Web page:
For months, the Sanborn Studios website touted “Miami 24/7” as its main production. The producers were listed as Ken Sanborn and Behr, with “production (by) “Sanborn Studios, LLC.” The status of the action show never changed from “pre-production.”

The description read: “When Manhattan investigative journalist Ken Cooper gets fired for standing up for what’s right, he’s forced to take a job as a helicopter reporter in Miami under the watchful eye of his mentor, Jim Boyd. After proving to his beautiful, tough-as-nails pilot Bobby Wade that he has what it takes, Ken is thrust into a world of racing, speed and pure adrenaline, Miami style.”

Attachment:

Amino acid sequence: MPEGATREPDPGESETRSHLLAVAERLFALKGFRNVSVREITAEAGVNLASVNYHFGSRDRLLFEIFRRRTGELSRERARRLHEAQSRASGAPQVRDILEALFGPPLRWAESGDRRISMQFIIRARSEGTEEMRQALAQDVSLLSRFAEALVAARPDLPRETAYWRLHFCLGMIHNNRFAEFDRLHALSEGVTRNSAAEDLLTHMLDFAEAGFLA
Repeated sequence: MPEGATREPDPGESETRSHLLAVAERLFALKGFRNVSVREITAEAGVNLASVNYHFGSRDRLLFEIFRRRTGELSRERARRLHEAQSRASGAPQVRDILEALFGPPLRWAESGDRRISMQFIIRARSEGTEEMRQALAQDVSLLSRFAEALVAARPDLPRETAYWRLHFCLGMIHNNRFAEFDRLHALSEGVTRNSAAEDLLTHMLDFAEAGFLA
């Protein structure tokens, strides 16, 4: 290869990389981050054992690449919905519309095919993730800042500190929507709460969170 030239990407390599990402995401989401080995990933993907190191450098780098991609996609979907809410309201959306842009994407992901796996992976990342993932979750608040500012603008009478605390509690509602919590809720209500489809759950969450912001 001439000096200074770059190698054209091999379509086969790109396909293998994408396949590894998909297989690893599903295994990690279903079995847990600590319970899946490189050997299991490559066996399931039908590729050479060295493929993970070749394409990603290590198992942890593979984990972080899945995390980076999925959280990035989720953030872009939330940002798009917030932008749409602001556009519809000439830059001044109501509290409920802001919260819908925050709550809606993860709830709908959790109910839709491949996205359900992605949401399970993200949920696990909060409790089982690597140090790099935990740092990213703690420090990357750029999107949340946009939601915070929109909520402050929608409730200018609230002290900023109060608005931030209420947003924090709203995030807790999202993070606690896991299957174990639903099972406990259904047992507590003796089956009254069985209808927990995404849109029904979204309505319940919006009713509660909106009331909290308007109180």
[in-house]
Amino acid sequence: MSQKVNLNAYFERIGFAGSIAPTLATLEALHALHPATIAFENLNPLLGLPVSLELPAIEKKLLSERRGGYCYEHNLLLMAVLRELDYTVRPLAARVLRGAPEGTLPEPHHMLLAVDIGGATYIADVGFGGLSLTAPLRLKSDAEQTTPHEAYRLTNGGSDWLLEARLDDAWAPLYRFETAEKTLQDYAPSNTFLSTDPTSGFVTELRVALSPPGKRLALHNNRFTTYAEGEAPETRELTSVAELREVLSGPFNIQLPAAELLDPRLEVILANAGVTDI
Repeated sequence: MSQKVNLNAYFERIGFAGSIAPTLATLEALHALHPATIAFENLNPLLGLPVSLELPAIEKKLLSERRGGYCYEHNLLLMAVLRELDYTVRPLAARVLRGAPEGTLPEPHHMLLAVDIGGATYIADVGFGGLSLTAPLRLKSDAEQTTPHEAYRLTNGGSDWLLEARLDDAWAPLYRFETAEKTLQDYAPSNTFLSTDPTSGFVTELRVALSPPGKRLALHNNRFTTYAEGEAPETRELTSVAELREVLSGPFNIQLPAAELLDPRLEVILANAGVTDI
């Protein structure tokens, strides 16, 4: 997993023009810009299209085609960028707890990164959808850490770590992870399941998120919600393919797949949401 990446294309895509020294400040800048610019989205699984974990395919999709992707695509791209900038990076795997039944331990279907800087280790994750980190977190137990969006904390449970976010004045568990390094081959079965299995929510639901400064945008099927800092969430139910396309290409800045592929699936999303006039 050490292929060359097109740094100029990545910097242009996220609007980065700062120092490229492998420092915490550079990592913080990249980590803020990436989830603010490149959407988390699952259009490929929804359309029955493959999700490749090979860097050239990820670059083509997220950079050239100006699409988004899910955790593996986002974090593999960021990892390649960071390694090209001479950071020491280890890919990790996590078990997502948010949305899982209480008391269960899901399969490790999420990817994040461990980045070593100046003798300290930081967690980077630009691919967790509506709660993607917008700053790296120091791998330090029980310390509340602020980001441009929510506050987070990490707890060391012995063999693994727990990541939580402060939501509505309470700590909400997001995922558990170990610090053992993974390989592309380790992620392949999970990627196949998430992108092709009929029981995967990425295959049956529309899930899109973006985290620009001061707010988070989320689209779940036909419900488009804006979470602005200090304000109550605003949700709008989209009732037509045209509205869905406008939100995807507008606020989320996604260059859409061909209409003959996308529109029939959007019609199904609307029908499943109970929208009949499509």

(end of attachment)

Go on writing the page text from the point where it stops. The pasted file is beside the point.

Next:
The same page informed potential buyers: “World distribution sales information contact Cindy LaFray: cindy@cinepropictures.com. Credits not contractual.”

In an email to the Herald in November 2010, Sanborn Studio officials wrote: “We cannot disclose the names of our buyers at this time but the show has sold internationally during AFM 2010 in multiple countries including: France, Italy, Spain, Argentina, Mexico, Brazil, Poland, CIS, Africa etc.”

Martinez told the Herald last month that “Miami 24/7” and Cinepro had split.

“We are no longer the distributor. We were. We made some sales and then we walked away,” Martinez said in a phone call Oct. 21 to the Herald.

When asked why Cinepro was still listed on the Sanborn website, Martinez responded, “I haven’t talked to Sanborn Studios in months.” By Oct. 24, Sanborn Studios no longer listed “Miami 24/7” as in “pre-production” on its website and had removed all mention of Cinepro and any distribution deals. The only mention of “Miami 24/7” on the Sanborn Studios site as of Friday was on a page titled “Sanborn Studios Recent Work” along with “Workers’ Comp.”